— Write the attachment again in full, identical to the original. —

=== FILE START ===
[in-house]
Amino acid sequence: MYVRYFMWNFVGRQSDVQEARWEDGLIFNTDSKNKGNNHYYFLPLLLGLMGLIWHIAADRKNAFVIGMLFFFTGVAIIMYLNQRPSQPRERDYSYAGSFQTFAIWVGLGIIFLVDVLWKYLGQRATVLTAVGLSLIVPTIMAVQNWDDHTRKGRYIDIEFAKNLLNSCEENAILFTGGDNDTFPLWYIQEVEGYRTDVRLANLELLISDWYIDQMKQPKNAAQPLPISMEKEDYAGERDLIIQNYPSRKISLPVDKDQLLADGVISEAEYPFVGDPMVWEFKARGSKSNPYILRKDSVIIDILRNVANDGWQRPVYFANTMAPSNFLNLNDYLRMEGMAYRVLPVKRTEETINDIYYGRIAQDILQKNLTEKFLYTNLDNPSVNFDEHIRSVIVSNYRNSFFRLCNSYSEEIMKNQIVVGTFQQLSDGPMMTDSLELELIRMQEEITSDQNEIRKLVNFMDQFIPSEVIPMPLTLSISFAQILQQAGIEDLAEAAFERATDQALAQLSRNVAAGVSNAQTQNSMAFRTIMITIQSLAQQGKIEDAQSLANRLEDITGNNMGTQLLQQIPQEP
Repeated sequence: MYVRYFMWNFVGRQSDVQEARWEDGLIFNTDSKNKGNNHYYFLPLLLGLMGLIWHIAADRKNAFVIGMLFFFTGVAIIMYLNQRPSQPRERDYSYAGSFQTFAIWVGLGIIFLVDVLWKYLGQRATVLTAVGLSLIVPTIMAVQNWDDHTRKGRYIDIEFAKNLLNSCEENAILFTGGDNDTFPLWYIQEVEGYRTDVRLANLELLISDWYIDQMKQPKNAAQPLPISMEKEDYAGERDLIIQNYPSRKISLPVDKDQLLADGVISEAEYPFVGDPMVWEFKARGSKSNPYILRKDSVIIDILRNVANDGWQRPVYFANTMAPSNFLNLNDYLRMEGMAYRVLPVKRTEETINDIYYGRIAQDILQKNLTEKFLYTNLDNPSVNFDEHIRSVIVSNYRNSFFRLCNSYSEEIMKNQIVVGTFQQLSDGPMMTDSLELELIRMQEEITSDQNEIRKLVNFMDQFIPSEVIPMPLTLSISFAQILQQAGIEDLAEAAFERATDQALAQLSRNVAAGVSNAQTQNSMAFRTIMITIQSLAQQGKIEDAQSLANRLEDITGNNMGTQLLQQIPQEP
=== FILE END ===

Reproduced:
[in-house]
Amino acid sequence: MYVRYFMWNFVGRQSDVQEARWEDGLIFNTDSKNKGNNHYYFLPLLLGLMGLIWHIAADRKNAFVIGMLFFFTGVAIIMYLNQRPSQPRERDYSYAGSFQTFAIWVGLGIIFLVDVLWKYLGQRATVLTAVGLSLIVPTIMAVQNWDDHTRKGRYIDIEFAKNLLNSCEENAILFTGGDNDTFPLWYIQEVEGYRTDVRLANLELLISDWYIDQMKQPKNAAQPLPISMEKEDYAGERDLIIQNYPSRKISLPVDKDQLLADGVISEAEYPFVGDPMVWEFKARGSKSNPYILRKDSVIIDILRNVANDGWQRPVYFANTMAPSNFLNLNDYLRMEGMAYRVLPVKRTEETINDIYYGRIAQDILQKNLTEKFLYTNLDNPSVNFDEHIRSVIVSNYRNSFFRLCNSYSEEIMKNQIVVGTFQQLSDGPMMTDSLELELIRMQEEITSDQNEIRKLVNFMDQFIPSEVIPMPLTLSISFAQILQQAGIEDLAEAAFERATDQALAQLSRNVAAGVSNAQTQNSMAFRTIMITIQSLAQQGKIEDAQSLANRLEDITGNNMGTQLLQQIPQEP
Repeated sequence: MYVRYFMWNFVGRQSDVQEARWEDGLIFNTDSKNKGNNHYYFLPLLLGLMGLIWHIAADRKNAFVIGMLFFFTGVAIIMYLNQRPSQPRERDYSYAGSFQTFAIWVGLGIIFLVDVLWKYLGQRATVLTAVGLSLIVPTIMAVQNWDDHTRKGRYIDIEFAKNLLNSCEENAILFTGGDNDTFPLWYIQEVEGYRTDVRLANLELLISDWYIDQMKQPKNAAQPLPISMEKEDYAGERDLIIQNYPSRKISLPVDKDQLLADGVISEAEYPFVGDPMVWEFKARGSKSNPYILRKDSVIIDILRNVANDGWQRPVYFANTMAPSNFLNLNDYLRMEGMAYRVLPVKRTEETINDIYYGRIAQDILQKNLTEKFLYTNLDNPSVNFDEHIRSVIVSNYRNSFFRLCNSYSEEIMKNQIVVGTFQQLSDGPMMTDSLELELIRMQEEITSDQNEIRKLVNFMDQFIPSEVIPMPLTLSISFAQILQQAGIEDLAEAAFERATDQALAQLSRNVAAGVSNAQTQNSMAFRTIMITIQSLAQQGKIEDAQSLANRLEDITGNNMGTQLLQQIPQEP